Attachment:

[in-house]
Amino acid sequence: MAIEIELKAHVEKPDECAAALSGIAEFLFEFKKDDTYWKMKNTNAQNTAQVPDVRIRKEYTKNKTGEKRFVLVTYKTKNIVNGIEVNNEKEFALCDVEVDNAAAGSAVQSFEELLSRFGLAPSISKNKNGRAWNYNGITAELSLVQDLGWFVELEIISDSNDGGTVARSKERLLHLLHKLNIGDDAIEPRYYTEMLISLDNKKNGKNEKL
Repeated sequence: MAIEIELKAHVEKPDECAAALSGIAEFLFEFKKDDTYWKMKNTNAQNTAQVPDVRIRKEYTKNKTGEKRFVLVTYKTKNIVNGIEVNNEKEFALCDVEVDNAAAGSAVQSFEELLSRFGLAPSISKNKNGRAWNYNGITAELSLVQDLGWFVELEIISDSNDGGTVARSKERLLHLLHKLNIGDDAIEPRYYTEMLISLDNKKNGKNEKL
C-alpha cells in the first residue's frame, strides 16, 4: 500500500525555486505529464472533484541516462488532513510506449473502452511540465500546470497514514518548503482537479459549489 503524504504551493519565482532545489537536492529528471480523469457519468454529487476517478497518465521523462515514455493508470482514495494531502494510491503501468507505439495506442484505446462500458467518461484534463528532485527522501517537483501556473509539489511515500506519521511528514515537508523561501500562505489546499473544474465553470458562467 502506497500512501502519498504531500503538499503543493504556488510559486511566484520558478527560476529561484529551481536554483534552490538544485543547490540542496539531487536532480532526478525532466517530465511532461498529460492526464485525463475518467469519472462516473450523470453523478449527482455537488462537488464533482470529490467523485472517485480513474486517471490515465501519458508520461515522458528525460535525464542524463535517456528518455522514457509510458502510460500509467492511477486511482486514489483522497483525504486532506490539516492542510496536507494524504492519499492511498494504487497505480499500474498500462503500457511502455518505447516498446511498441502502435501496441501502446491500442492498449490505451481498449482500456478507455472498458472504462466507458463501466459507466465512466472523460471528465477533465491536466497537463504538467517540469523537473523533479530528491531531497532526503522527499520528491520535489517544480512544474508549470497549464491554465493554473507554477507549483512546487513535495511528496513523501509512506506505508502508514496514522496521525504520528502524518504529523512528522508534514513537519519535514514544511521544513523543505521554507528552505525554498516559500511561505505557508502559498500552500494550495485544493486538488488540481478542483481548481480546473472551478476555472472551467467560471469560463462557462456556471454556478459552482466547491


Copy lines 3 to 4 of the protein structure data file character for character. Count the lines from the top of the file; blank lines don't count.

Repeated sequence: MAIEIELKAHVEKPDECAAALSGIAEFLFEFKKDDTYWKMKNTNAQNTAQVPDVRIRKEYTKNKTGEKRFVLVTYKTKNIVNGIEVNNEKEFALCDVEVDNAAAGSAVQSFEELLSRFGLAPSISKNKNGRAWNYNGITAELSLVQDLGWFVELEIISDSNDGGTVARSKERLLHLLHKLNIGDDAIEPRYYTEMLISLDNKKNGKNEKL
C-alpha cells in the first residue's frame, strides 16, 4: 500500500525555486505529464472533484541516462488532513510506449473502452511540465500546470497514514518548503482537479459549489 503524504504551493519565482532545489537536492529528471480523469457519468454529487476517478497518465521523462515514455493508470482514495494531502494510491503501468507505439495506442484505446462500458467518461484534463528532485527522501517537483501556473509539489511515500506519521511528514515537508523561501500562505489546499473544474465553470458562467 502506497500512501502519498504531500503538499503543493504556488510559486511566484520558478527560476529561484529551481536554483534552490538544485543547490540542496539531487536532480532526478525532466517530465511532461498529460492526464485525463475518467469519472462516473450523470453523478449527482455537488462537488464533482470529490467523485472517485480513474486517471490515465501519458508520461515522458528525460535525464542524463535517456528518455522514457509510458502510460500509467492511477486511482486514489483522497483525504486532506490539516492542510496536507494524504492519499492511498494504487497505480499500474498500462503500457511502455518505447516498446511498441502502435501496441501502446491500442492498449490505451481498449482500456478507455472498458472504462466507458463501466459507466465512466472523460471528465477533465491536466497537463504538467517540469523537473523533479530528491531531497532526503522527499520528491520535489517544480512544474508549470497549464491554465493554473507554477507549483512546487513535495511528496513523501509512506506505508502508514496514522496521525504520528502524518504529523512528522508534514513537519519535514514544511521544513523543505521554507528552505525554498516559500511561505505557508502559498500552500494550495485544493486538488488540481478542483481548481480546473472551478476555472472551467467560471469560463462557462456556471454556478459552482466547491